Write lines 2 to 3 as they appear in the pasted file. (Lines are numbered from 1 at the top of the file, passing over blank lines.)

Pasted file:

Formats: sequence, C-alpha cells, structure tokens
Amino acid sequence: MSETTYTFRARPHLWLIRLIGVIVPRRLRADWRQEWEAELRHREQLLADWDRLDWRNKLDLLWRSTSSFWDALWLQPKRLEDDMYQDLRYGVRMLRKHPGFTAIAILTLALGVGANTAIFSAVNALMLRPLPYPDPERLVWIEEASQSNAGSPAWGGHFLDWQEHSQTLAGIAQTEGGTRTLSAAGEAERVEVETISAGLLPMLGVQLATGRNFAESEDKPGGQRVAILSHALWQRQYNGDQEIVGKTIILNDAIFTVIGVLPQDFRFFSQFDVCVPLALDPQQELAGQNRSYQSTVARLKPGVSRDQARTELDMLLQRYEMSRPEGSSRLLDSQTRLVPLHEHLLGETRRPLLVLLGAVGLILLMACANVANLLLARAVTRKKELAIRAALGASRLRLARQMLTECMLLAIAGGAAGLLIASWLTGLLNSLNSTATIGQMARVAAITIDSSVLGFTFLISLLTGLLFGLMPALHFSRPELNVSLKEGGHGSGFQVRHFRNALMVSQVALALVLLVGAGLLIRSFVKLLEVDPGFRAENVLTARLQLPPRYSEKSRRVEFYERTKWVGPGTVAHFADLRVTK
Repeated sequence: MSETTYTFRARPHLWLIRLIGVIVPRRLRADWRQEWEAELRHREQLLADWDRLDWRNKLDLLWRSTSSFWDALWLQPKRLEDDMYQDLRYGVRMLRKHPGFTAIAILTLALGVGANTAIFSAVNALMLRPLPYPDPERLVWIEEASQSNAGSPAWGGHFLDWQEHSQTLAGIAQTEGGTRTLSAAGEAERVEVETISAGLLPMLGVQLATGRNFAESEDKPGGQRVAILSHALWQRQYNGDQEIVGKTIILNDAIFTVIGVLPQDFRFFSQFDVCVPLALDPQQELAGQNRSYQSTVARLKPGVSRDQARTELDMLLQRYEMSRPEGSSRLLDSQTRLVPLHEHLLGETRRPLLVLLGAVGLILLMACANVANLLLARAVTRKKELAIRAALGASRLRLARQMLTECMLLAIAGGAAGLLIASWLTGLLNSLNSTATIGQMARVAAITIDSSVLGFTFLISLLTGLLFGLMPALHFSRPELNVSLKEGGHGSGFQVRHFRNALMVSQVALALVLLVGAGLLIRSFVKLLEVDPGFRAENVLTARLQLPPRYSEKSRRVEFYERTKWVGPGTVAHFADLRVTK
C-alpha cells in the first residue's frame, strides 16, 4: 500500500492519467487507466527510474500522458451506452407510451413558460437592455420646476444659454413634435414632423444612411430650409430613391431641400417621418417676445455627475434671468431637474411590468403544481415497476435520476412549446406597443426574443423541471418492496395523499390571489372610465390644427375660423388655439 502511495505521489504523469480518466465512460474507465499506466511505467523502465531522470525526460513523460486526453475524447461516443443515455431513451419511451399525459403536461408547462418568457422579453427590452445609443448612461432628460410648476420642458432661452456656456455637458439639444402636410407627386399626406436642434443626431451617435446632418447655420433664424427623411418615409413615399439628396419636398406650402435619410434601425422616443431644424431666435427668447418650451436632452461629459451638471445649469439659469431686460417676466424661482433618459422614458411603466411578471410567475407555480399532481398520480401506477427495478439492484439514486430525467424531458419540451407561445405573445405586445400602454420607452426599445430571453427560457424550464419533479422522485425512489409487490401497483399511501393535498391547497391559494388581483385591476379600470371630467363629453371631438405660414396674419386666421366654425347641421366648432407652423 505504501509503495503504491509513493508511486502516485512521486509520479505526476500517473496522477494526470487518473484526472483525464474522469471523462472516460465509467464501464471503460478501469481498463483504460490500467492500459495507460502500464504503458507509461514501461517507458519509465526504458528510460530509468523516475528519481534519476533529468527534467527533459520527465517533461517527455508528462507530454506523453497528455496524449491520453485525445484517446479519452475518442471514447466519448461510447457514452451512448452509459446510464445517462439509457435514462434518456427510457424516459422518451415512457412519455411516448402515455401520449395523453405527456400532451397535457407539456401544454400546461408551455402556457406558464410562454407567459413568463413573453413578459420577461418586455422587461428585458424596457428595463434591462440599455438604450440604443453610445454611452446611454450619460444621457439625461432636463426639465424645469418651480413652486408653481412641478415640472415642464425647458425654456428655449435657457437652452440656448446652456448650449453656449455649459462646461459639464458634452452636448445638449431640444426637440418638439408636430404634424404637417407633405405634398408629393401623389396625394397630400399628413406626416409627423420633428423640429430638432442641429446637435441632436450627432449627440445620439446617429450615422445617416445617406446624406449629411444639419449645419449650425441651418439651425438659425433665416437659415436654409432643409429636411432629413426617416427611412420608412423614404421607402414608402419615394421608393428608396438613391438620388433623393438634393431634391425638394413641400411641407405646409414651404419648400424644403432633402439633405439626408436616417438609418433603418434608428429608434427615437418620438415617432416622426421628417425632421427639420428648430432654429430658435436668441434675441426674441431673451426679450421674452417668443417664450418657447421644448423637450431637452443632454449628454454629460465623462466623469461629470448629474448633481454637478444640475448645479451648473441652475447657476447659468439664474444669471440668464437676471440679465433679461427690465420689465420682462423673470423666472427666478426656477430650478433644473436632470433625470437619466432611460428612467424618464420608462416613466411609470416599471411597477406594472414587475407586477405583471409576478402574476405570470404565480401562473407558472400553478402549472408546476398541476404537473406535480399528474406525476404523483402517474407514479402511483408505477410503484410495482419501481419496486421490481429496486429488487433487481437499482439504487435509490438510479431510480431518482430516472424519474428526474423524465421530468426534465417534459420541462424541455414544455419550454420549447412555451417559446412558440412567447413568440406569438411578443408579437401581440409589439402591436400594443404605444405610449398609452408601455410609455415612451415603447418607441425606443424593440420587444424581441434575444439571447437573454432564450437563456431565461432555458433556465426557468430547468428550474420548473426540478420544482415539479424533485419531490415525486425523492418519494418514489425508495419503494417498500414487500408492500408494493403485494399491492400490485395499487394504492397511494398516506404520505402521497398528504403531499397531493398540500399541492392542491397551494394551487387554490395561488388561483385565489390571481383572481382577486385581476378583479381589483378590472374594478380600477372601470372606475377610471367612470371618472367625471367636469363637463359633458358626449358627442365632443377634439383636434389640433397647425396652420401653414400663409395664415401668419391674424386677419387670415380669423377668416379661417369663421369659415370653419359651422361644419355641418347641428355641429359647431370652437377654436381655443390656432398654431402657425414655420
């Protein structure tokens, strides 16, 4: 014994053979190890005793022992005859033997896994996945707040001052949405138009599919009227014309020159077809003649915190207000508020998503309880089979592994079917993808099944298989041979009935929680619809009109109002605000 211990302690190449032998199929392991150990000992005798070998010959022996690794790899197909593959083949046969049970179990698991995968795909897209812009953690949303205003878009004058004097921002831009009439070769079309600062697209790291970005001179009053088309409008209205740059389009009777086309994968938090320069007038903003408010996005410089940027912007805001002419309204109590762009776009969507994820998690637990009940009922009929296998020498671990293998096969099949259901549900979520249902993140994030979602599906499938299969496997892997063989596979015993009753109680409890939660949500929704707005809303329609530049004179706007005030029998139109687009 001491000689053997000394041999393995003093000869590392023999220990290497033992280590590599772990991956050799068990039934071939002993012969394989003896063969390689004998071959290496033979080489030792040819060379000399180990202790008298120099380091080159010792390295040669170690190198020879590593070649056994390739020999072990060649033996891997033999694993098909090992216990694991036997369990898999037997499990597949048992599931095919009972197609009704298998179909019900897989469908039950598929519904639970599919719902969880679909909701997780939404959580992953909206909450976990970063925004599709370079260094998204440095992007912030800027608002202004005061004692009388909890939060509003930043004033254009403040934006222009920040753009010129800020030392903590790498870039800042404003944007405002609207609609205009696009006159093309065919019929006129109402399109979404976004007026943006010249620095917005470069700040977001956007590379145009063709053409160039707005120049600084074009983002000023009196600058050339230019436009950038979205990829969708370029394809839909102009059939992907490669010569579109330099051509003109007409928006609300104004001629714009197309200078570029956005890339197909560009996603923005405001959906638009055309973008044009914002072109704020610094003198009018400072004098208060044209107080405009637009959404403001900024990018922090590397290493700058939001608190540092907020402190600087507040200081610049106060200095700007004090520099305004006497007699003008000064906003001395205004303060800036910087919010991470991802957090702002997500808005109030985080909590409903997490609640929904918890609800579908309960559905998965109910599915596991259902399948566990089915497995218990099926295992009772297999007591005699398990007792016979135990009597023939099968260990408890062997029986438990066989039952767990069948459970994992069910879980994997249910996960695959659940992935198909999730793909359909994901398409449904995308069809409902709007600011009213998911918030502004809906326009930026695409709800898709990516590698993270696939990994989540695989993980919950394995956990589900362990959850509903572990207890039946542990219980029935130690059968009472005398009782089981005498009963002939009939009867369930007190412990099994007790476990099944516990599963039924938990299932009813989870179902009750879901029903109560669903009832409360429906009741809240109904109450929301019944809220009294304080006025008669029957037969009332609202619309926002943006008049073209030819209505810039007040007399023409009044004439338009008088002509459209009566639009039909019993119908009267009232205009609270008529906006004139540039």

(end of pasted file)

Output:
Amino acid sequence: MSETTYTFRARPHLWLIRLIGVIVPRRLRADWRQEWEAELRHREQLLADWDRLDWRNKLDLLWRSTSSFWDALWLQPKRLEDDMYQDLRYGVRMLRKHPGFTAIAILTLALGVGANTAIFSAVNALMLRPLPYPDPERLVWIEEASQSNAGSPAWGGHFLDWQEHSQTLAGIAQTEGGTRTLSAAGEAERVEVETISAGLLPMLGVQLATGRNFAESEDKPGGQRVAILSHALWQRQYNGDQEIVGKTIILNDAIFTVIGVLPQDFRFFSQFDVCVPLALDPQQELAGQNRSYQSTVARLKPGVSRDQARTELDMLLQRYEMSRPEGSSRLLDSQTRLVPLHEHLLGETRRPLLVLLGAVGLILLMACANVANLLLARAVTRKKELAIRAALGASRLRLARQMLTECMLLAIAGGAAGLLIASWLTGLLNSLNSTATIGQMARVAAITIDSSVLGFTFLISLLTGLLFGLMPALHFSRPELNVSLKEGGHGSGFQVRHFRNALMVSQVALALVLLVGAGLLIRSFVKLLEVDPGFRAENVLTARLQLPPRYSEKSRRVEFYERTKWVGPGTVAHFADLRVTK
Repeated sequence: MSETTYTFRARPHLWLIRLIGVIVPRRLRADWRQEWEAELRHREQLLADWDRLDWRNKLDLLWRSTSSFWDALWLQPKRLEDDMYQDLRYGVRMLRKHPGFTAIAILTLALGVGANTAIFSAVNALMLRPLPYPDPERLVWIEEASQSNAGSPAWGGHFLDWQEHSQTLAGIAQTEGGTRTLSAAGEAERVEVETISAGLLPMLGVQLATGRNFAESEDKPGGQRVAILSHALWQRQYNGDQEIVGKTIILNDAIFTVIGVLPQDFRFFSQFDVCVPLALDPQQELAGQNRSYQSTVARLKPGVSRDQARTELDMLLQRYEMSRPEGSSRLLDSQTRLVPLHEHLLGETRRPLLVLLGAVGLILLMACANVANLLLARAVTRKKELAIRAALGASRLRLARQMLTECMLLAIAGGAAGLLIASWLTGLLNSLNSTATIGQMARVAAITIDSSVLGFTFLISLLTGLLFGLMPALHFSRPELNVSLKEGGHGSGFQVRHFRNALMVSQVALALVLLVGAGLLIRSFVKLLEVDPGFRAENVLTARLQLPPRYSEKSRRVEFYERTKWVGPGTVAHFADLRVTK